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Smartest students could be priced out by rising university costs, says new report

15 September 2016 | last updated: 19 September 2016

An influential report's warning that increasing the cost of going to university could price out the smartest students should ring alarm bells as the government allows universities to steadily raise tuition fees, UCU said today.

The union also called for guarantees and stability for EU students in the wake of the Brexit vote after the OECD's latest Education at a Glance report published today highlighted the UK's phenomenal success in recruiting international students.

Showing that UK students graduating today have the second highest average debt amongst all OECD countries, the report questioned if a rising debt burden could affect who applies to university, stating:  'England needs to continue to watch out that the smartest and not the wealthiest students get access to the best education.'

Universities have already been given the green light to raise tuition fees from £9,000 to £9,250, when the new Teaching Excellence Framework comes into force in 2017, with further increases in the pipeline.

The report found that for every one student who leaves the UK to study, 14 international students come to the country, representing 18% of higher education students in the UK in 2014, compared to 6% for OECD countries as a whole. At masters level, international students account for 37% of all UK students (compared to 12% for OECD countries) while at doctoral level, they make up 42% of UK students (compared to 27% for OECD countries).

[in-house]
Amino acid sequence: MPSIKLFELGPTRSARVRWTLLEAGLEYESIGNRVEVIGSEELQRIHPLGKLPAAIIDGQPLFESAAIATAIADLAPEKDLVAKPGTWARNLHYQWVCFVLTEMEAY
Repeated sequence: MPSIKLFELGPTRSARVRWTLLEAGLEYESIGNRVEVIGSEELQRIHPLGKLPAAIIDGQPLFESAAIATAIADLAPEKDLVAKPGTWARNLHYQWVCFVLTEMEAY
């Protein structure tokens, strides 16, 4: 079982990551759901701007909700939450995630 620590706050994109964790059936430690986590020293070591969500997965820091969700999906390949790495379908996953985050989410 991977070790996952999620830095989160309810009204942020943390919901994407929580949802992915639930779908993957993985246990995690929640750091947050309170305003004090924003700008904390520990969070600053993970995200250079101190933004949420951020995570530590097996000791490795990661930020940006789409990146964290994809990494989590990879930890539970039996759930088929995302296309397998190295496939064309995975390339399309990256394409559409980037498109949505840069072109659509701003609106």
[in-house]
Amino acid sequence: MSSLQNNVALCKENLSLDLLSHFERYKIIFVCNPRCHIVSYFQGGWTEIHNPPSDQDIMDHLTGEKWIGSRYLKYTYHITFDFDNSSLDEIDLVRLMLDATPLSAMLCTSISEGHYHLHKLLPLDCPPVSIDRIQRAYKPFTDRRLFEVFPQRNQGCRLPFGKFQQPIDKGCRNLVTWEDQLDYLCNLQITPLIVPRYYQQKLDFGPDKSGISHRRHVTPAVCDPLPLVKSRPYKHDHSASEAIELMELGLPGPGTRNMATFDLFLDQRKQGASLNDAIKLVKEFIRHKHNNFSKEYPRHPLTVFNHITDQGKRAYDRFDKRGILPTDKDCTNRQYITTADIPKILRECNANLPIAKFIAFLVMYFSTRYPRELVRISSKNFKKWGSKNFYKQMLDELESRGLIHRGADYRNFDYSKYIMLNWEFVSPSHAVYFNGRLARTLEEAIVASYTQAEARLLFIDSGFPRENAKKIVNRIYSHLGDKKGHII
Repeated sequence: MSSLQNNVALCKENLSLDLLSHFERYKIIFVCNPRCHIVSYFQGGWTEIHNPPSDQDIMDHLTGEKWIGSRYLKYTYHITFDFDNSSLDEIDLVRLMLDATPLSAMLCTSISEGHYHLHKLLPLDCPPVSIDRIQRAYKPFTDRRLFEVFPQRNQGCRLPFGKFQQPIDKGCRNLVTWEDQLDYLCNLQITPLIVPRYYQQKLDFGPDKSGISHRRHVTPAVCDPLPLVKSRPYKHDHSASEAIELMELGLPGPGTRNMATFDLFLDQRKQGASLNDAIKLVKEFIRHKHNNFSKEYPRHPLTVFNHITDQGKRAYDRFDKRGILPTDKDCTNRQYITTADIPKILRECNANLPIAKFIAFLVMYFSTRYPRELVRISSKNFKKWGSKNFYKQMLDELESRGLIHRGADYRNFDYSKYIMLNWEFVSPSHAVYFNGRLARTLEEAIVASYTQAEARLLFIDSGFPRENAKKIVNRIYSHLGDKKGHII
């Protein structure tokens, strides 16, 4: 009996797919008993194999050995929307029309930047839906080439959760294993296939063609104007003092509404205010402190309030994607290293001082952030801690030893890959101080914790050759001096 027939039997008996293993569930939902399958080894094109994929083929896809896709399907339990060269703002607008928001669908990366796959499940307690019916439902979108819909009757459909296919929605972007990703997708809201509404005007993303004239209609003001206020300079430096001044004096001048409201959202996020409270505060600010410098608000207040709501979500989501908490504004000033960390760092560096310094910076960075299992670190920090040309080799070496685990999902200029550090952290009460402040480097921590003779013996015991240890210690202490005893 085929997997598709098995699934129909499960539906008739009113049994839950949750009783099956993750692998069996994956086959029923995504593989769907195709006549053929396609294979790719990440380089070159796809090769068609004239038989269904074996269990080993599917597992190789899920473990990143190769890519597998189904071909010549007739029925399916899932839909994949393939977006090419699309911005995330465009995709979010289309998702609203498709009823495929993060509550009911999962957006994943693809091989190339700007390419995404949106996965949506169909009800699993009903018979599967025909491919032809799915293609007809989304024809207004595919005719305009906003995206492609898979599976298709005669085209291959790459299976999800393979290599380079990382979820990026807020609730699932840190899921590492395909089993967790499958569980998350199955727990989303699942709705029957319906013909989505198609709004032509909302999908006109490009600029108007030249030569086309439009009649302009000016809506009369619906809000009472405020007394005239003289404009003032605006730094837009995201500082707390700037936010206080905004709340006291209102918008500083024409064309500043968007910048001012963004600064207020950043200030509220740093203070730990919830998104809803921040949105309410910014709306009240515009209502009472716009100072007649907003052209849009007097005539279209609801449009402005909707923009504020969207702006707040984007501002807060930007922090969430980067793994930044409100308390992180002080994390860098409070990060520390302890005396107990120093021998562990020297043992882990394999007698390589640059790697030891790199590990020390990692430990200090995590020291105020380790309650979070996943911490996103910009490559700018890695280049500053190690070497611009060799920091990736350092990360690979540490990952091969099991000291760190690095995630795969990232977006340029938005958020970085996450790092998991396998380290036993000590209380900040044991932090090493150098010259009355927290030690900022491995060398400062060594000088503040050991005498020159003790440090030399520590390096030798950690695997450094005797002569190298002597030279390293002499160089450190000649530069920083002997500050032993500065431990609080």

UCU general secretary, Sally Hunt, said: 'This influential report should set alarm bells ringing as government allows universities to steadily increase tuition fees. The report suggests there is a price limit - if the cost of going to university in the UK is allowed to keep rising, it could make it impossible for some of the best students to get into higher education. It implies there is a cut-off point when the debt burden becomes unfeasible. 

'We need stability for EU students in the wake of the Brexit vote. Prospective EU students have no guarantees on what studying in Britain will cost for the duration of their courses - which could be up to four years. They are also in the dark as to whether they will continue to be eligible for tuition fee loans in the same way that home students are, as is currently the case. We are gambling with the great success story of UK universities' international student recruitment.'

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